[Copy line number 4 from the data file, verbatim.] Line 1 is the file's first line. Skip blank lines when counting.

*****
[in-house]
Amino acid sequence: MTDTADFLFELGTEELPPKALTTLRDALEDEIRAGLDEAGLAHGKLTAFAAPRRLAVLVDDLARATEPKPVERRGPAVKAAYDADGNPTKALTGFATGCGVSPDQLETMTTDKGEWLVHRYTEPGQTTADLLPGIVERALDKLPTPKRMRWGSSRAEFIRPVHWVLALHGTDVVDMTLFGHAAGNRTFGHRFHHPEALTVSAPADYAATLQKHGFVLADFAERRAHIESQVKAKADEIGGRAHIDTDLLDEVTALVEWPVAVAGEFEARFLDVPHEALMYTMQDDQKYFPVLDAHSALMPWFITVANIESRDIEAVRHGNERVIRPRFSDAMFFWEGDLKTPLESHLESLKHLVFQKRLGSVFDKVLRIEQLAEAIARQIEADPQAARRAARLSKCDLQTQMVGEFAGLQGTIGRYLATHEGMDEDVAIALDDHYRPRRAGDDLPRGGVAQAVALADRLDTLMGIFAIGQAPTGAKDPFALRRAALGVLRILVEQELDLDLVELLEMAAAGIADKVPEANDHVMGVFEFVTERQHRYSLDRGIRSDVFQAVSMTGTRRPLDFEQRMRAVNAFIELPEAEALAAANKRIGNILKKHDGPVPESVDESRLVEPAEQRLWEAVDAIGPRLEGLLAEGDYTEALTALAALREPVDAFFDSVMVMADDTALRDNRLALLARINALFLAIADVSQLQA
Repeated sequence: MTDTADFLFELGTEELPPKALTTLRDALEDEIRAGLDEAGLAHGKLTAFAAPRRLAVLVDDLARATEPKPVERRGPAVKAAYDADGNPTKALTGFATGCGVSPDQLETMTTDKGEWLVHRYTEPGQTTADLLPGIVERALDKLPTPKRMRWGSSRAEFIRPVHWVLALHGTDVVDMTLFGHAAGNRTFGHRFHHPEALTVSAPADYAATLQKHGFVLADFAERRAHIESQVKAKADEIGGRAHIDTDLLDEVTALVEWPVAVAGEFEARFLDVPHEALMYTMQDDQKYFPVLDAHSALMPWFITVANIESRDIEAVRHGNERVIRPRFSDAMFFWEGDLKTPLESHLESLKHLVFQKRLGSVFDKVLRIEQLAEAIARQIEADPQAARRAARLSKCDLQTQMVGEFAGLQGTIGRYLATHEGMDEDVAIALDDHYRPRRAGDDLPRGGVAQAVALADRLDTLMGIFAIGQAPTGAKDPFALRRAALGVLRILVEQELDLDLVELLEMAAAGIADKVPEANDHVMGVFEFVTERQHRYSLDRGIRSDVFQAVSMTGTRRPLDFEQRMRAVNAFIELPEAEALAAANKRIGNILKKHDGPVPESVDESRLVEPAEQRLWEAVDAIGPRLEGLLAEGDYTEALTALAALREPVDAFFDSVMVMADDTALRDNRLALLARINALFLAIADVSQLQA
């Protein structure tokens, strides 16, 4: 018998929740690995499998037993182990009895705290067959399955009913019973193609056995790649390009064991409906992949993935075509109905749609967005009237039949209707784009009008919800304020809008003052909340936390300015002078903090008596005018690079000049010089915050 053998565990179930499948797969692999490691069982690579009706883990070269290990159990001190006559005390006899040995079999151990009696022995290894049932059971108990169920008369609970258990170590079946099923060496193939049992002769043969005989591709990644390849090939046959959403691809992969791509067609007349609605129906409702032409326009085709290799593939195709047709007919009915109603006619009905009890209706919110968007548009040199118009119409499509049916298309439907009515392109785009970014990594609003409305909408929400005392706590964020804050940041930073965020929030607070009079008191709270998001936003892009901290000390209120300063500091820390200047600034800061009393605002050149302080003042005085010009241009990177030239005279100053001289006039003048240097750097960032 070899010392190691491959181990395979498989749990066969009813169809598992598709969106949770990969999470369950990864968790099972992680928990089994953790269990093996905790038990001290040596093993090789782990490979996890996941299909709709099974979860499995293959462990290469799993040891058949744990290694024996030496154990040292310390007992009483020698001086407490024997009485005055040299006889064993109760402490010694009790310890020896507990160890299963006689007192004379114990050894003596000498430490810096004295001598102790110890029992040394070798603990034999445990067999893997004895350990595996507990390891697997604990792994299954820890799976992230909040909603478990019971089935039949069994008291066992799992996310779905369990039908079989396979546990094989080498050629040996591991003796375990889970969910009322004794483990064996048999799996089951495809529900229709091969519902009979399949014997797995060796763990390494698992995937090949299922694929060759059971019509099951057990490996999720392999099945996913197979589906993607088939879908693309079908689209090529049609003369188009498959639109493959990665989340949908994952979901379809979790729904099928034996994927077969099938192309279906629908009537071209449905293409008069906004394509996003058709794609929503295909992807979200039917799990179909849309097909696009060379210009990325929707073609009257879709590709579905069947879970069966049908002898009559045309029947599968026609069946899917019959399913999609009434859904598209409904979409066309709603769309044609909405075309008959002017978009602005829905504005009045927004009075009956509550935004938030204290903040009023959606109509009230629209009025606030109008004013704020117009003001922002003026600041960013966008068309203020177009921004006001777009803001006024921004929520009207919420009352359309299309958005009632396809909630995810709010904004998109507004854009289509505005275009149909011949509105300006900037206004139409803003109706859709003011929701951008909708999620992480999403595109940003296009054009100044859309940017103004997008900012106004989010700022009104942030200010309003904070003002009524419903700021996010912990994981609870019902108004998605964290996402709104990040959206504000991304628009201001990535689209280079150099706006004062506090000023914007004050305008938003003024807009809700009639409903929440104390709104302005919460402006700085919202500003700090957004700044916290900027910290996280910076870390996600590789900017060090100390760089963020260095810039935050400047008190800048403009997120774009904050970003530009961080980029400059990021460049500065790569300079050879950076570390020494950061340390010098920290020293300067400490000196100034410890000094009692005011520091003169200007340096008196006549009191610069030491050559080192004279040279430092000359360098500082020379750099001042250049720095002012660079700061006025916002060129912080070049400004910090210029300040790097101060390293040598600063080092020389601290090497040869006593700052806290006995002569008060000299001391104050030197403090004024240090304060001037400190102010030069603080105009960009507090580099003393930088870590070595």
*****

């Protein structure tokens, strides 16, 4: 018998929740690995499998037993182990009895705290067959399955009913019973193609056995790649390009064991409906992949993935075509109905749609967005009237039949209707784009009008919800304020809008003052909340936390300015002078903090008596005018690079000049010089915050 053998565990179930499948797969692999490691069982690579009706883990070269290990159990001190006559005390006899040995079999151990009696022995290894049932059971108990169920008369609970258990170590079946099923060496193939049992002769043969005989591709990644390849090939046959959403691809992969791509067609007349609605129906409702032409326009085709290799593939195709047709007919009915109603006619009905009890209706919110968007548009040199118009119409499509049916298309439907009515392109785009970014990594609003409305909408929400005392706590964020804050940041930073965020929030607070009079008191709270998001936003892009901290000390209120300063500091820390200047600034800061009393605002050149302080003042005085010009241009990177030239005279100053001289006039003048240097750097960032 070899010392190691491959181990395979498989749990066969009813169809598992598709969106949770990969999470369950990864968790099972992680928990089994953790269990093996905790038990001290040596093993090789782990490979996890996941299909709709099974979860499995293959462990290469799993040891058949744990290694024996030496154990040292310390007992009483020698001086407490024997009485005055040299006889064993109760402490010694009790310890020896507990160890299963006689007192004379114990050894003596000498430490810096004295001598102790110890029992040394070798603990034999445990067999893997004895350990595996507990390891697997604990792994299954820890799976992230909040909603478990019971089935039949069994008291066992799992996310779905369990039908079989396979546990094989080498050629040996591991003796375990889970969910009322004794483990064996048999799996089951495809529900229709091969519902009979399949014997797995060796763990390494698992995937090949299922694929060759059971019509099951057990490996999720392999099945996913197979589906993607088939879908693309079908689209090529049609003369188009498959639109493959990665989340949908994952979901379809979790729904099928034996994927077969099938192309279906629908009537071209449905293409008069906004394509996003058709794609929503295909992807979200039917799990179909849309097909696009060379210009990325929707073609009257879709590709579905069947879970069966049908002898009559045309029947599968026609069946899917019959399913999609009434859904598209409904979409066309709603769309044609909405075309008959002017978009602005829905504005009045927004009075009956509550935004938030204290903040009023959606109509009230629209009025606030109008004013704020117009003001922002003026600041960013966008068309203020177009921004006001777009803001006024921004929520009207919420009352359309299309958005009632396809909630995810709010904004998109507004854009289509505005275009149909011949509105300006900037206004139409803003109706859709003011929701951008909708999620992480999403595109940003296009054009100044859309940017103004997008900012106004989010700022009104942030200010309003904070003002009524419903700021996010912990994981609870019902108004998605964290996402709104990040959206504000991304628009201001990535689209280079150099706006004062506090000023914007004050305008938003003024807009809700009639409903929440104390709104302005919460402006700085919202500003700090957004700044916290900027910290996280910076870390996600590789900017060090100390760089963020260095810039935050400047008190800048403009997120774009904050970003530009961080980029400059990021460049500065790569300079050879950076570390020494950061340390010098920290020293300067400490000196100034410890000094009692005011520091003169200007340096008196006549009191610069030491050559080192004279040279430092000359360098500082020379750099001042250049720095002012660079700061006025916002060129912080070049400004910090210029300040790097101060390293040598600063080092020389601290090497040869006593700052806290006995002569008060000299001391104050030197403090004024240090304060001037400190102010030069603080105009960009507090580099003393930088870590070595």